John and Richard Contiguglia say their lives were changed by a chance meeting with their hero.

 

The Contiguglia brothers were just 12 years old when Percy Grainger showed up on their doorstep. The Australian expat composer-pianist who had enjoyed a glittering career in the United States was playing a concert in their hometown of Auburn, New York, and was all too happy to share the stage with two talented youngsters.

In Townsville at the Australian Festival of Chamber Music this week to commemorate the 50 thanniversary of Grainger’s death, the twin pianists, now 74, have vivid recollections of that fateful day.

John’s eyes sparkle as he thinks back on the most formative experience of their lives. “He arrived in a very heavy tweed suit, big boots, no hat, no coat, in the wake of this ferocious snowstorm. He was a very handsome man and he seemed much taller than he really was.”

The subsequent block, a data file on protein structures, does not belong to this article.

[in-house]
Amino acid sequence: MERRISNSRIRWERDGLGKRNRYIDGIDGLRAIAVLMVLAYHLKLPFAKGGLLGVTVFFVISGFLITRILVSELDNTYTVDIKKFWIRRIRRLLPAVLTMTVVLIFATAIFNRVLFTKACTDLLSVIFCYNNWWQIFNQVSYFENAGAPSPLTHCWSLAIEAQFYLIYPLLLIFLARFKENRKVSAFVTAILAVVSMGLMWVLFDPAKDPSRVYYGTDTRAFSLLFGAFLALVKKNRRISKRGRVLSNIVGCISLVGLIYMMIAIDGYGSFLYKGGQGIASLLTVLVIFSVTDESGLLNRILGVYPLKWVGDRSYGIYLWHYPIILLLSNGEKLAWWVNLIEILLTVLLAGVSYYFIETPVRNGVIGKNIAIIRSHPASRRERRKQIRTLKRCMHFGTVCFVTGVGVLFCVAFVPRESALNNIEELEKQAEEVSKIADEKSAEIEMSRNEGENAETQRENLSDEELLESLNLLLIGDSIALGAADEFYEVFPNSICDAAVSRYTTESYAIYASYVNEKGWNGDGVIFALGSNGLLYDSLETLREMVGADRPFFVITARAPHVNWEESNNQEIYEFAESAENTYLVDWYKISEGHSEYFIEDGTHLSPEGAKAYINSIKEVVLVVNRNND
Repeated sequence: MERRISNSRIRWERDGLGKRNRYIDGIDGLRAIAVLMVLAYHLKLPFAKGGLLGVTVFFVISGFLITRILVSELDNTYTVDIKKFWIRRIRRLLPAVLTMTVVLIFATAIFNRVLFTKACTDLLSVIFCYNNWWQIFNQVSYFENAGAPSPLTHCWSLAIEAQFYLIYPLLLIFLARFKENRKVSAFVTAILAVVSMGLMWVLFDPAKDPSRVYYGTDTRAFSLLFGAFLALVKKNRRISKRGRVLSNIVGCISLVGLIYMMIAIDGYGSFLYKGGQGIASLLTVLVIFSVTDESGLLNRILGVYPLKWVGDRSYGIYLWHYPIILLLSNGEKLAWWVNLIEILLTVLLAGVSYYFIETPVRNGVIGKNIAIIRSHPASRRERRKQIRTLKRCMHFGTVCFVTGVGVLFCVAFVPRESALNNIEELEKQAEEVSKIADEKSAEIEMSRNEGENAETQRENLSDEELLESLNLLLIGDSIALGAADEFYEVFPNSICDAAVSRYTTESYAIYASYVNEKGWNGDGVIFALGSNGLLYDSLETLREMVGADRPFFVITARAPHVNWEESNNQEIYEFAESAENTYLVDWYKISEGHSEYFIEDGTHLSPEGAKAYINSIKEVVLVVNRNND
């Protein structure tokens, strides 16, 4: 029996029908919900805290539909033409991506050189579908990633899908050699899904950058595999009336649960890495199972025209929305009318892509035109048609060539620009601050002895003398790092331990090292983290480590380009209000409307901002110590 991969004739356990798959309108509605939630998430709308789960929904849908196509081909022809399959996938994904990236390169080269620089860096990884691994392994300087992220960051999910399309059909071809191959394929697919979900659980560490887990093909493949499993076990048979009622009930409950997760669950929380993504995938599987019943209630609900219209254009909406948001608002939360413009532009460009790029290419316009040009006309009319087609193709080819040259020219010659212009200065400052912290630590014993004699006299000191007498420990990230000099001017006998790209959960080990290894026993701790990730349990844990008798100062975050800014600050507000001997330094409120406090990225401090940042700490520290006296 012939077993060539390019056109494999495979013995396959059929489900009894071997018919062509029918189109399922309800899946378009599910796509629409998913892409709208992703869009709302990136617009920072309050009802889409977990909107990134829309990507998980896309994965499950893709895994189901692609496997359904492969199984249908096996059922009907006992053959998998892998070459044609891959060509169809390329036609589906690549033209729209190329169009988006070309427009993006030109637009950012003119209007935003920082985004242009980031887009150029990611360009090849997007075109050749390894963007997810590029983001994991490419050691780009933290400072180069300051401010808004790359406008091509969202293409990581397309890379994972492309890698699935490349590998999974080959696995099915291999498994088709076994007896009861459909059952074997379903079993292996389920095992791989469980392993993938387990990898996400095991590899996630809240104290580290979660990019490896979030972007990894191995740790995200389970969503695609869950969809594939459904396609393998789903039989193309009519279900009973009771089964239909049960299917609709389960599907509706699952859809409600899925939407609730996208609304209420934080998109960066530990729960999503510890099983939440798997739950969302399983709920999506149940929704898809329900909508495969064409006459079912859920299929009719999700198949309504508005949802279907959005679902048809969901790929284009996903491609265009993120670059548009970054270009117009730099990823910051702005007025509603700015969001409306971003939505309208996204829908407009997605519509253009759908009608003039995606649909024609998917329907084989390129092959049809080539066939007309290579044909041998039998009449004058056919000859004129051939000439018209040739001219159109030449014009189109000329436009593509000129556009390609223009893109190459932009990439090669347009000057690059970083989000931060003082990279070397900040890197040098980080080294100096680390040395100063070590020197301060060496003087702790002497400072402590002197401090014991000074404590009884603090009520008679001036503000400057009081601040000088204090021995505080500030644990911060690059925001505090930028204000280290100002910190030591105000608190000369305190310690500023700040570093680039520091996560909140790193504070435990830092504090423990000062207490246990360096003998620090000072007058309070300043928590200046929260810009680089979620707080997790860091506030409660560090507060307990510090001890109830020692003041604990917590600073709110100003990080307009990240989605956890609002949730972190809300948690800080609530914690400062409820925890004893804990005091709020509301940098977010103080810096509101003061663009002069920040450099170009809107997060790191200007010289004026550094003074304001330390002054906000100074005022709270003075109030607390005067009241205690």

The distinguished guest made himself at home, preparing his own breakfast and addressing the young pianists’ mother as “mama.”

“He spent a whole day listening to us, talking to us, and writing out lists of two-piano pieces he...

This article is available to Limelight subscribers.

Log in to continue reading.

Access our paywalled content and archive of magazines, regular news and features for the limited offer of $3 per month. Support independent journalism.

Subscribe now